Officials in states banning all forms of abortion would probably argue that they are not outlawing the drugs, only their use for abortion. They would likely contend that Congress did not empower the FDA to “second guess state policies purported to protect the welfare of its citizens,” the authors speculate. States might also argue that regulating the use of abortion drugs falls within their authority to regulate the practice of medicine.

These legal questions may take considerable time to resolve — which means the federal government should begin preparing for the fight now.

In the meantime, the administration should consider making the abortion medications available without a prescription. (People are already streaming into Mexican border towns where they can get it over the counter.) The medications have been found to be safe, effective and nontoxic.

It’s unclear how available these drugs, if made over-the-counter, would be in antiabortion states, according to UCLA law professor Cary Franklin. “If the FDA made the pills available over the counter, that would be an even stronger sign that the federal government intended the drug to be available everywhere,” says Franklin, but antiabortion states would still probably argue that over-the-counter status doesn’t trump their bans.

Anyone traveling to states where abortion is legal would only have to walk into a pharmacy to get them. Still, the process of turning a prescription drug into one that is over-the-counter can take years, if not decades. So why not work on fast-tracking it? The government could also use its spending power to mail abortion medication for no charge to anyone who requested it. There are some problems there too: People may not want to go on a website and use their name and address to order the pills. Officials in states where it’s banned may see the Biden administration as facilitating illegal abortions.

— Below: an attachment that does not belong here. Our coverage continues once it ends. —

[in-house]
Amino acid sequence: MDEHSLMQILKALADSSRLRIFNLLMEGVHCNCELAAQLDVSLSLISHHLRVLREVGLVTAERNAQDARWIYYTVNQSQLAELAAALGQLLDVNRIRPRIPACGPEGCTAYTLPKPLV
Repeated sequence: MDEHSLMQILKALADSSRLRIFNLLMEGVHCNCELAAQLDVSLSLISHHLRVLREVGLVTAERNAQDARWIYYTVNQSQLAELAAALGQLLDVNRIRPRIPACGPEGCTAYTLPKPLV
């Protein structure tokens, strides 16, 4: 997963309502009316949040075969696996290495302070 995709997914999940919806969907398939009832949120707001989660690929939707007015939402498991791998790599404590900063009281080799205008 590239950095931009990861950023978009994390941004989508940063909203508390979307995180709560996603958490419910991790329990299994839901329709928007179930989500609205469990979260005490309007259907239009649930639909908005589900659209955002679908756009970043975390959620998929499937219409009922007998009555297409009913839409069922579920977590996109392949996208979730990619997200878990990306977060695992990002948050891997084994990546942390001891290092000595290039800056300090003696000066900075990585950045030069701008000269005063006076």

Republicans benefited from polarization on abortion both financially and electorally. In the post-Roe era, party unity on that issue is gone.

There’s no magic bullet to ensure access to abortion, as Health and Human Services Secretary Xavier Becerra said at a news conference Tuesday. But the hurdles shouldn’t stop the Biden administration from aggressively following through on its pledge to protect access to abortion. If the administration files legal challenges to bans on medication abortions, it could ask for emergency injunctions pending an outcome at trial. If it got them, that would be a temporary victory right there.

These are dangerous days for people who are pregnant and want to have an abortion. Many will seek out abortion medications whether the drugs are outlawed or not, through websites that offer pills from foreign pharmacies and telehealth consultations with foreign-based providers — or by traveling to a state that allows abortion and going through the process far from home.

Will state authorities try to track down women taking the pills and arrest them? Will they offer bounties to report abortion pill takers? That’s not far-fetched. Texas and Oklahoma already have laws that allow citizens to collect at least $10,000 when they successfully sue anyone who helped a person get an abortion.

State legislatures have demonstrated they will go to extreme lengths to restrict abortion. The Biden administration needs to demonstrate it is willing to fight back.


Advertisement